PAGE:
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Fletcher announces initiatives to tackle homelessness, mental health, with $10M in grants for cities



New initiatives to fight homelessness and addiction, boost housing and improve childcare are on the horizon for San Diego County next year, Board of Supervisors Chair Nathan Fletcher said in his State of the County speech Tuesday.

Despite the pandemic, Fletcher said the county has added affordable housing, mental health services and jobs.

“On homelessness, we’ve focused on the tough work for long-term solutions around mental health and substance abuse…and we see progress,” he said. “We’ve raised wages on local infrastructure projects and are committed to putting San Diegans to work like never before.”

Moving forward, Fletcher said, the county is opening a new homeless center with the city of San Diego, and will streamline the process and provide financial support for other cities to do the same.

With support from the Lucky Duck Foundation, the county and city will place a tent shelter in the Midway District. And it is offering all 18 cities the chance to rapidly open similar homeless support sites.

“You provide the structure and your county government will be there to provide the services,” he said. “We’re making available $10 million in grants for cities to kickstart their efforts. If your city government is ready to act on homelessness, your county government is here for you. Cities, it’s your move.”

Supervisor Joel Anderson said in a statement that those measures would help his constituents in rural East County.

County efforts will “help get folks off the streets instead of sweeping the problem under the rug,” Anderson said. “I am confident that the Board of Supervisors can work together in this coming year to address East County’s most pressing needs, including the issue of homelessness.”

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To break the cycle of mental illness, addiction and homelessness, the county has formed Mobile Crisis Response Teams to dispatch counselors and mental health clinicians rather than law enforcement officers, and opened crisis stabilization centers to help people with mental health or substance abuse emergencies.

Officials plan to launch a program to train substance abuse counselors, support training programs for childcare workers and make transition plans to switch workers in fossil fuel jobs to renewable energy careers, he said.

“It is time we align behind a regional plan which must include affordable childcare and better pay for our workers,” he said, noting that lack of affordable, high-quality childcare remains one of the main barriers to women’s employment and professional advancement.

Fletcher, a Marine veteran, introduced his former drill instructor who is now working as an adult protective service specialist for the county, and said he aims to hire many more veterans into county jobs.

“Veterans make great county workers,” Fletcher said. “But sadly they make up only 6 percent of our county workforce. Together with fellow veteran Supervisor Jim Desmond, we will launch an effort to increase hiring of veterans.”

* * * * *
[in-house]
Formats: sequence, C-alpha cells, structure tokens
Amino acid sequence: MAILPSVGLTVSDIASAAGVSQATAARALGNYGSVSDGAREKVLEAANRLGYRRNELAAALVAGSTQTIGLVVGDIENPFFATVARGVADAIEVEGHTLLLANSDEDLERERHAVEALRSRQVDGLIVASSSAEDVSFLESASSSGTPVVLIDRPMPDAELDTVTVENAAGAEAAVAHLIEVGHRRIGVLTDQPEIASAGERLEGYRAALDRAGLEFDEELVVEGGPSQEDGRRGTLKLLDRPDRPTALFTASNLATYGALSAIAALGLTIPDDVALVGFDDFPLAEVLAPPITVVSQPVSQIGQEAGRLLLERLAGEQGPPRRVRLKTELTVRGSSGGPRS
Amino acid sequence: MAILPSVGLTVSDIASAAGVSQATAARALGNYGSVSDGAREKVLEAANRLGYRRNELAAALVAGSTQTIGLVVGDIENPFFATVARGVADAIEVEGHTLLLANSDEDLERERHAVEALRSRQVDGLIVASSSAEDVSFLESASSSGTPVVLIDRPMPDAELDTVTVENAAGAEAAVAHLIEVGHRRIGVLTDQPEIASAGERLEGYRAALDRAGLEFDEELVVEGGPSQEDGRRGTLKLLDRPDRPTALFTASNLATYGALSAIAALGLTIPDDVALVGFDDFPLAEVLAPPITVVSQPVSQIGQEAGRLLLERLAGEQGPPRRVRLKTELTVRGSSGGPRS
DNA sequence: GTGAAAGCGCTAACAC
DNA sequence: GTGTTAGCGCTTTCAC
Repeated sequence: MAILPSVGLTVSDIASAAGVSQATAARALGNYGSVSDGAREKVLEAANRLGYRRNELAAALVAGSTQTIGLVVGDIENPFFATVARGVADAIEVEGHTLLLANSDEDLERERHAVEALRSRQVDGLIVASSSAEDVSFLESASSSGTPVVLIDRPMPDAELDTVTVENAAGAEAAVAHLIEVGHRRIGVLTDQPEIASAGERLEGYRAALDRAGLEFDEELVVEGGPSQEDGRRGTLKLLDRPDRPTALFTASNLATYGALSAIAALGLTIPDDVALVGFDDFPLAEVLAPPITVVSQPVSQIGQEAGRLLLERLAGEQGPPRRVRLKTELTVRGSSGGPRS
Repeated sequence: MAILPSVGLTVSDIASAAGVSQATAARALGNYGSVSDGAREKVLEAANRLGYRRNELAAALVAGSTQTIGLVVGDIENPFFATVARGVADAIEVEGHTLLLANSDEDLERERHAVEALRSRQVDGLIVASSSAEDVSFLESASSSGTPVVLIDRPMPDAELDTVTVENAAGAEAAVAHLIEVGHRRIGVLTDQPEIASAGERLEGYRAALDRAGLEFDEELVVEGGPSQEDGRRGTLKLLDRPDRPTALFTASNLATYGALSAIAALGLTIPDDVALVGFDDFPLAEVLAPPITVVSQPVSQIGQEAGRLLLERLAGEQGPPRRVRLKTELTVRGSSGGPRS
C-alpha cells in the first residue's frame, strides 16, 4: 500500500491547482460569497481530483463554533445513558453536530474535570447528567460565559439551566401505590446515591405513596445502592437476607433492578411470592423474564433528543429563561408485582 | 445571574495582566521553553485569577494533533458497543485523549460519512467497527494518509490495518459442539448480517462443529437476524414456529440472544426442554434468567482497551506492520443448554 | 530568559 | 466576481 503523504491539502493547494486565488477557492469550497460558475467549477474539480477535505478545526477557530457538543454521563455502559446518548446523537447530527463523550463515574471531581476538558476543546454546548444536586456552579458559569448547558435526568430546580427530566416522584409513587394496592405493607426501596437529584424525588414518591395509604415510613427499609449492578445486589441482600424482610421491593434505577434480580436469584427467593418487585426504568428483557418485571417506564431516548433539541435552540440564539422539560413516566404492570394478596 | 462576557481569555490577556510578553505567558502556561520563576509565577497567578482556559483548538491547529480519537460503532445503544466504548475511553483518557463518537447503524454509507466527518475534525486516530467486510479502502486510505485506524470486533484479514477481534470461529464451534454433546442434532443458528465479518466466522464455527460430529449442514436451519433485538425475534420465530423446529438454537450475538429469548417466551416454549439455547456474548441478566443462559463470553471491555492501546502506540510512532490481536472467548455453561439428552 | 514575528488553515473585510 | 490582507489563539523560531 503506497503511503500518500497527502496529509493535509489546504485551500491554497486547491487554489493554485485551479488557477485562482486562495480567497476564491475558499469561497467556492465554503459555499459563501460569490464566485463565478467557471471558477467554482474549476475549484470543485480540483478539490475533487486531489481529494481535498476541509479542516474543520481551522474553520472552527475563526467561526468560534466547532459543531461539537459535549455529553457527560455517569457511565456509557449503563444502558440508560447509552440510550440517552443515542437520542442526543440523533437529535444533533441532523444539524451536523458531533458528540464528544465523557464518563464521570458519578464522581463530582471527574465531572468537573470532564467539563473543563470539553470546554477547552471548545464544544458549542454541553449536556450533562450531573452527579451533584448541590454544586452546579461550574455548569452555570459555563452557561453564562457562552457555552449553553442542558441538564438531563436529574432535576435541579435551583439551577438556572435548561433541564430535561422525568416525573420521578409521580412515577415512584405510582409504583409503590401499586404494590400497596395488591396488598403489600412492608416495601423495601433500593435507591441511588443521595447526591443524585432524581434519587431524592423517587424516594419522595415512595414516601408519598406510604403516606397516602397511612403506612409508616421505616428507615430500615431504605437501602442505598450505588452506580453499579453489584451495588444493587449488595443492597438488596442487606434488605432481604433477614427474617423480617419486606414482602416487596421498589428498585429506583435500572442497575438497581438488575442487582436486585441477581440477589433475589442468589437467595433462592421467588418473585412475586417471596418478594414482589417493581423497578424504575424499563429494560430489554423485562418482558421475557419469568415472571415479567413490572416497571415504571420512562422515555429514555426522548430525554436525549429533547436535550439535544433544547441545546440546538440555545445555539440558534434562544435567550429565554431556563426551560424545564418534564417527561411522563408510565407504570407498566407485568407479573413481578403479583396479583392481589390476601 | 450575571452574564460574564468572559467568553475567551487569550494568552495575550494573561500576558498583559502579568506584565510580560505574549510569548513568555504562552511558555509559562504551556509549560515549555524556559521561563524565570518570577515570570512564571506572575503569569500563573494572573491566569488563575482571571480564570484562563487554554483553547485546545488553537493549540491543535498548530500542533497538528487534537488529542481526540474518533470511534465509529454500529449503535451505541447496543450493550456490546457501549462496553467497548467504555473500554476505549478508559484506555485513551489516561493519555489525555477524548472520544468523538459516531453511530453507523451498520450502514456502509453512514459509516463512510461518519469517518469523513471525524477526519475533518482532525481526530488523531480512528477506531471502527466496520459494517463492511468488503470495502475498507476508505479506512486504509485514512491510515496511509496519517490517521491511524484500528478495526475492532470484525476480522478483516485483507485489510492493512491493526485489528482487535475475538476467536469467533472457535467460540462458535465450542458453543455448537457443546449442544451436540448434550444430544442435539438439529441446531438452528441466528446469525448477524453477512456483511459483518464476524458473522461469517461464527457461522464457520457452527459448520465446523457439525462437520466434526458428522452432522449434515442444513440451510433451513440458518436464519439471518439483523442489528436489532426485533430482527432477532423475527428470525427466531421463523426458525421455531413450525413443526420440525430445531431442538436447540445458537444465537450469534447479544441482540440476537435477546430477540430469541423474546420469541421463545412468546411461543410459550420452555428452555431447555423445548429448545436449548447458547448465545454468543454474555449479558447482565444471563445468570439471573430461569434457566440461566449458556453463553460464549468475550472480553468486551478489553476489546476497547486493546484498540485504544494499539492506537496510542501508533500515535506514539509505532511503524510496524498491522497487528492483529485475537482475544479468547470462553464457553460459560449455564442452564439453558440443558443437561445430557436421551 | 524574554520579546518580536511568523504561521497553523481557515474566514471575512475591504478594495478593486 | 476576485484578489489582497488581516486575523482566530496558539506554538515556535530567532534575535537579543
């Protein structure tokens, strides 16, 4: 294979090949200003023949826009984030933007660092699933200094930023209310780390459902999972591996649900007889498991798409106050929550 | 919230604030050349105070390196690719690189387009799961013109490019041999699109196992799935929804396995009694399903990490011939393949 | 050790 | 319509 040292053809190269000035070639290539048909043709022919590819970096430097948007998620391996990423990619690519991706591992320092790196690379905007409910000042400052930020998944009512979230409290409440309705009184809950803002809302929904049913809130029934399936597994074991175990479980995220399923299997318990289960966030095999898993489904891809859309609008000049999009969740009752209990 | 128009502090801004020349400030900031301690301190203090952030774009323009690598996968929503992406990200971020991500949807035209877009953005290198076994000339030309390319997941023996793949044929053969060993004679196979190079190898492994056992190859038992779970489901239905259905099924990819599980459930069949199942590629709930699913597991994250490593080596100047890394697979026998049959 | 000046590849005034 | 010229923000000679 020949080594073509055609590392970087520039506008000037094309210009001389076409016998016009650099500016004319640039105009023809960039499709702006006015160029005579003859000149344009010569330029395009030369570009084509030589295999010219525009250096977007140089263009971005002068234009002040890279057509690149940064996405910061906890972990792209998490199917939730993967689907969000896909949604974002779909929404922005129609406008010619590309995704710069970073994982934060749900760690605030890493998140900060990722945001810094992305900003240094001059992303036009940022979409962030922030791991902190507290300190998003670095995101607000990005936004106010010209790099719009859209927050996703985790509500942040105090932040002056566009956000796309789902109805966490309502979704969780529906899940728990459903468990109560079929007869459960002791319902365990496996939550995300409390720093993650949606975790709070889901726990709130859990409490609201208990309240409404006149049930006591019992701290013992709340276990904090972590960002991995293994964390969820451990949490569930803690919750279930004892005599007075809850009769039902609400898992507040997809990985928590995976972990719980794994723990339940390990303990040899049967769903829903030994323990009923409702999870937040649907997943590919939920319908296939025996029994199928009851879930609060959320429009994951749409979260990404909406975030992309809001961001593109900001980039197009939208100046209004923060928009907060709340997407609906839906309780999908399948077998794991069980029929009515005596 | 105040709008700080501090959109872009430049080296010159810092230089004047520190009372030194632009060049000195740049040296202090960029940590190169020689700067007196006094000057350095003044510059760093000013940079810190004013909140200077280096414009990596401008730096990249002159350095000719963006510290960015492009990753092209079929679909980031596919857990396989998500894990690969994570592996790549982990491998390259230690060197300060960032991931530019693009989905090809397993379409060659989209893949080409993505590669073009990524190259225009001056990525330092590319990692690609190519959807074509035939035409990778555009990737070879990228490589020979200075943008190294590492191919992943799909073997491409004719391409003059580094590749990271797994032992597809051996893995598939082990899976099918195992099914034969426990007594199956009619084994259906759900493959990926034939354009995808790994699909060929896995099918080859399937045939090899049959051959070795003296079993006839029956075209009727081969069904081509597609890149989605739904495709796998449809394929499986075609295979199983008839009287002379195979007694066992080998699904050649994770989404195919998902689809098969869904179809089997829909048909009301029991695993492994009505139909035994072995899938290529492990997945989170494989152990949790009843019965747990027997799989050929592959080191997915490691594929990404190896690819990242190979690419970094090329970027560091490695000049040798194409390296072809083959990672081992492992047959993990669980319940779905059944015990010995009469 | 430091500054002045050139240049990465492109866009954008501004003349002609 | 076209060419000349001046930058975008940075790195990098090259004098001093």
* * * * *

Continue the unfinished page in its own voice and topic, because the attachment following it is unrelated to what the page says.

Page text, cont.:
Fletcher said his childhood experiences of financial hardship and domestic violence in a working-class family has shaped his efforts to address those problems in San Diego.

“I know the struggles families go through … because we lived them,” he said. “I saw firsthand exactly how the deck got so stacked against working people.”

With housing prices spiking, Fletcher said the county will dedicate government-owned land for affordable housing. The San Diego Foundation provided a $10 million grant to jumpstart that process, he said.

“We’ll use county-owned lands in urban areas to build affordable housing,” he said, noting that the plan aims to add 10,000 new housing units though that program. “Let’s do it at scale.”

County officials are also working with faith congregations to recruit and support foster families who can care for older children and multiple siblings.

Fletcher praised San Diego’s COVID-19 response as one of the most effective in the nation, stating that the region has achieved a 93 percent vaccination rate and experienced half the death rate of the state of Florida.

“In the face of disinformation and division, we did not give up and we did not give in,” he said.

In addition to public health, the county will invest in public safety, Fletcher said, announcing his goal of allocating $15 million for a dual engine fire-fighting helicopter that can fly at night and transport more water than current models.

In a message that alluded to bitter conflicts that have surfaced in recent years and flared during the pandemic, Fletcher called on government and community leaders to work across political divides toward shared goals.

That path won’t eliminate disagreements, he said, “But it does mean that we will never lose sight that there remains something bigger than our differences that holds us together,” he said. “The love of our children, our neighbors…the basic belief that the path to a more perfect union requires us to ensure justice, fairness and opportunity. For all.”

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